Class and cultural consumption
There are countless forms of classicism, and as many ways to subvert them. A photo of Sandow wearing nothing but strappy sandals leaning on a column can bear different meanings to different groups of people. The use of a classical setting in a photo of someone posing nude served a similar purpose as the leaf
(not always from a fig tree) which frequently covered Sandow’s pubic region in photos, thus saving the blushes, and perhaps also the swooning gasps, of polite society.53 But, as Brauer has argued, in Sandow’s photographs the leaf functions less as a covering than it does as a phallic substitute; its shape and angle conjure that which it purports to conceal.’4 The idea that the classical paraphernalia (columns, elaborate sandals, leaves) actually serves to legitimate anything, is to fall for the same trick. The Roman sandal emphasises the model’s bodily nakedness, the column establishes a dreamscape outside of contemporary reality, beyond the realm of modern morality and customs. And the tin, or ‘post-production’ leaves are there to tease and titillate the viewer.
At a period when Oscar Wilde was convicted for ‘gross indecency with men’ and the aesthete and ‘invert’ was considered a serious threat to the British public, men admiring Sandow’s homoerotic nude could do so without fear of persecution. The illicit was flaunting itself in plain sight, but Sandow’s credibility, even though his own homosexual relationship with the Dutch musician Martinus Sieveking was an open secret,55 had attained such lofty heights that the eminently touchable gentleman Professor of Physical Culture, whatever his origin, had become untouchable, and he had set a precedent for others like Atlas and Vulcana to follow.
The classical is but one ingredient in this complex spell. In his magazines, for example, Sandow interspersed his ‘living statues’ (i.e. photos of his students from all over the world) with pictures of Greek and Roman statuary.’6 Brauer has persuasively argued that this had a ‘virilizing’ effect,57 but the juxtaposition of the present-day humans and statuary does more than virilise. It creates a context in which heroism and gentility are evoked in equal measure. Being granted access to those hallowed pages was felt to be edifying, and to justify those hours spent flexing in the mirror. It enabled men from across the British Empire, of different countries, ethnicities, class origins and economic brackets to be considered on a level playing field as muscular heroes, bare-chested and stripped down to their universal, timeless selves. The factory worker, the doctor, the miner, the London cabby, the military officer posted abroad—each was raised to the classical ideal, simply by having a photo taken while tensing and posting it to Sandow.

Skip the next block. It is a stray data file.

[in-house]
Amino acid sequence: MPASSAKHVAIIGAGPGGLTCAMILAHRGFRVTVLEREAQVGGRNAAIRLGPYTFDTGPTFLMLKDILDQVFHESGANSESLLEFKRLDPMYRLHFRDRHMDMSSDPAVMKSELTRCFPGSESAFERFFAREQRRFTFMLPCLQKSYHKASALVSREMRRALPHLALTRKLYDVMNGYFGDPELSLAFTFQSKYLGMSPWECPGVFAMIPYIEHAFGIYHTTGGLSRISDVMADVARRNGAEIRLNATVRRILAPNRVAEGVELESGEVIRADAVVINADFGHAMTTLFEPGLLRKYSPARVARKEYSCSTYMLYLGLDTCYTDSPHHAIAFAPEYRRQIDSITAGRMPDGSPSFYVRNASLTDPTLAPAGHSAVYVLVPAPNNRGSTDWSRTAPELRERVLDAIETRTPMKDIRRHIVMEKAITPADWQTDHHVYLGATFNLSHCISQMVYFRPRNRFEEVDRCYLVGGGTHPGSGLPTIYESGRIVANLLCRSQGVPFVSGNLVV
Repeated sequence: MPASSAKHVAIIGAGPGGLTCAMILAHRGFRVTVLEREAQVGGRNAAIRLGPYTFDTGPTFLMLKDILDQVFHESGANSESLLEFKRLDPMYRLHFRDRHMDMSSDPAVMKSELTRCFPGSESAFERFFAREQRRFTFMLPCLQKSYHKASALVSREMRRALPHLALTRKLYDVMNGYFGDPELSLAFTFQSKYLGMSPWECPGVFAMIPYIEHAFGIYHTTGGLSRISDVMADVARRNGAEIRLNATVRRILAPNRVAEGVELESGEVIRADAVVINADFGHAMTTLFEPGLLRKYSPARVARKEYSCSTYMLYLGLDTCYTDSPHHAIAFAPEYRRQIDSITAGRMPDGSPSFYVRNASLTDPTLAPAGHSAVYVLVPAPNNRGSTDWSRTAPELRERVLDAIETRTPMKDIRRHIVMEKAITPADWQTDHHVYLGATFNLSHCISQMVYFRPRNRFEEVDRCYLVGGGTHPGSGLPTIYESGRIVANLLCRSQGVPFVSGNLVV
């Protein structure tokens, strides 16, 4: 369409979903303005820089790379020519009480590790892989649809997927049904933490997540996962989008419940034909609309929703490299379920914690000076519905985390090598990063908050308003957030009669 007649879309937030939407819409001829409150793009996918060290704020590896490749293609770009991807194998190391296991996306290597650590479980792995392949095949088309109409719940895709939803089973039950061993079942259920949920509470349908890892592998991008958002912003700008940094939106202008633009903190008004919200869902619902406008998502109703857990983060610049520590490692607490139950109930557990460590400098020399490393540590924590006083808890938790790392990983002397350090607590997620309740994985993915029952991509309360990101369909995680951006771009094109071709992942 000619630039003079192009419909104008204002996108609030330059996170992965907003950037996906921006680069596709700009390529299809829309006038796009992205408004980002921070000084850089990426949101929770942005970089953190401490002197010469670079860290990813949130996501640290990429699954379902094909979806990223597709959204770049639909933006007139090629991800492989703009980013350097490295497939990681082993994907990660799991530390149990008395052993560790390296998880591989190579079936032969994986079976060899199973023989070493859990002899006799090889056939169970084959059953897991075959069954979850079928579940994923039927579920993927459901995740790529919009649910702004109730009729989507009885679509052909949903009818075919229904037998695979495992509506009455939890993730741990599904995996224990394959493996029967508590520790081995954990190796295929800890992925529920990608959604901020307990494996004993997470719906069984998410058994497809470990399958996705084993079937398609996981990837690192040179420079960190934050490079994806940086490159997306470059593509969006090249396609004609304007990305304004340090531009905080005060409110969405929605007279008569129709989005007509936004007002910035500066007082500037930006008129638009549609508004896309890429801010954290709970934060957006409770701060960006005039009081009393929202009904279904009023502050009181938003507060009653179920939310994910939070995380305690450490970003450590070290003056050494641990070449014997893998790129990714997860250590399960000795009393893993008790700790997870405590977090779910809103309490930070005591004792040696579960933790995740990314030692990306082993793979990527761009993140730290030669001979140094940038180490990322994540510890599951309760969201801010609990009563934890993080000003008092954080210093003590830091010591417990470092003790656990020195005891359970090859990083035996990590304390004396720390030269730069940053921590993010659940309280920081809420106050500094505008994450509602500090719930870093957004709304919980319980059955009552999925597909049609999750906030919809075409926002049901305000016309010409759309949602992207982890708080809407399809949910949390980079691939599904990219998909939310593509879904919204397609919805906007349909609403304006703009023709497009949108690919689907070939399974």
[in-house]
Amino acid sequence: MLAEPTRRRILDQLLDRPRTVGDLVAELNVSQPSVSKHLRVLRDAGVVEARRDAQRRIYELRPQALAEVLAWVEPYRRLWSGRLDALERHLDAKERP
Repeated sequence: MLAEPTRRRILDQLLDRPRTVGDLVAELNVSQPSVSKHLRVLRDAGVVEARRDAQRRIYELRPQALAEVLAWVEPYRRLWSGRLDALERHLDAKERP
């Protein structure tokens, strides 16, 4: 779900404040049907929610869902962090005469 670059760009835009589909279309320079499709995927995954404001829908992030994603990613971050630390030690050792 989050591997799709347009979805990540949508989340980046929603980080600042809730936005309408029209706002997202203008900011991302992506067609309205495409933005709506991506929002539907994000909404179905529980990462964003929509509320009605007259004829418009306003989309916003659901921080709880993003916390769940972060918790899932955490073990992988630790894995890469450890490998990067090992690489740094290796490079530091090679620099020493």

Sandow’s body culture was then able to circulate as a multifarious sign straddling the nexus between the aspirational and the erogenous, the edifying and the homoerotic, the permissive and the perverse and, more specifically, between homophilic exhibitionism and homoerotic voyeurism.’8
Its provision of a means by which ‘healthily’ masculine and heteronormative attention could be paid by men to other men’s near-naked bodies also facilitated a burgeoning trade in homoerotic images, and to a degree helped to depathologise homosocial and homosexual encounters within an openly homophobic society.59
It is unlikely that this was Sandow’s overarching goal.6" The eroticism of physical culture was Sandow’s stock-in-trade and imitated by countless enthusiasts of both sexes. He seems to have been genuinely committed to the idea of people being able to transform themselves not only physically but socially too. The economic rise of Britain throughout the Victorian period, accompanied by working-class agitation and demands for the vote and employment reform, also lay behind the new technologies and industries which were transforming the world at the time of Sandow’s eminence. The surplus wealth extracted both from the empire and from home-exploited labour lay behind the increased leisure which created the demand for more and cheaper entertainment, including affordable books, cinema, and for the private cultivation of the body and the self which Sandow incarnates.
But this greater wealth was built on the suffering of the working poor. As Sandow himself reminds us, children brought up at the time in poverty were largely malnourished and under-exercised, and therefore rarely fulfilled their physical potential. The children of the rich, as Sandow remarks in Life is Movement (1919), had ponies or their bicycles to ride, their tennis-courts, and everything conducive to healthy physical growth’. By 1919 he believed that ‘real social reform’, through ‘the socialization of health’ and not wealth, was already in the wings:
It was with the utmost pleasure that I read Lord Leverhulme’s statement that in the North of England at least “though the children of comparatively well-to-do parents had advantages in health over middle-class children, children of poor parents living in suburban areas were now healthier than either”. Such a pronouncement in any local district augurs what is possible if we take national and scientific measures to save the children of the nation.61
Sandow’s message was that in the realm of physical fitness and strength, irrespective of their socio-economic position, people could succeed by their efforts alone. He exemplified the meritocratic principle that anyone could achieve national respect and social distinction.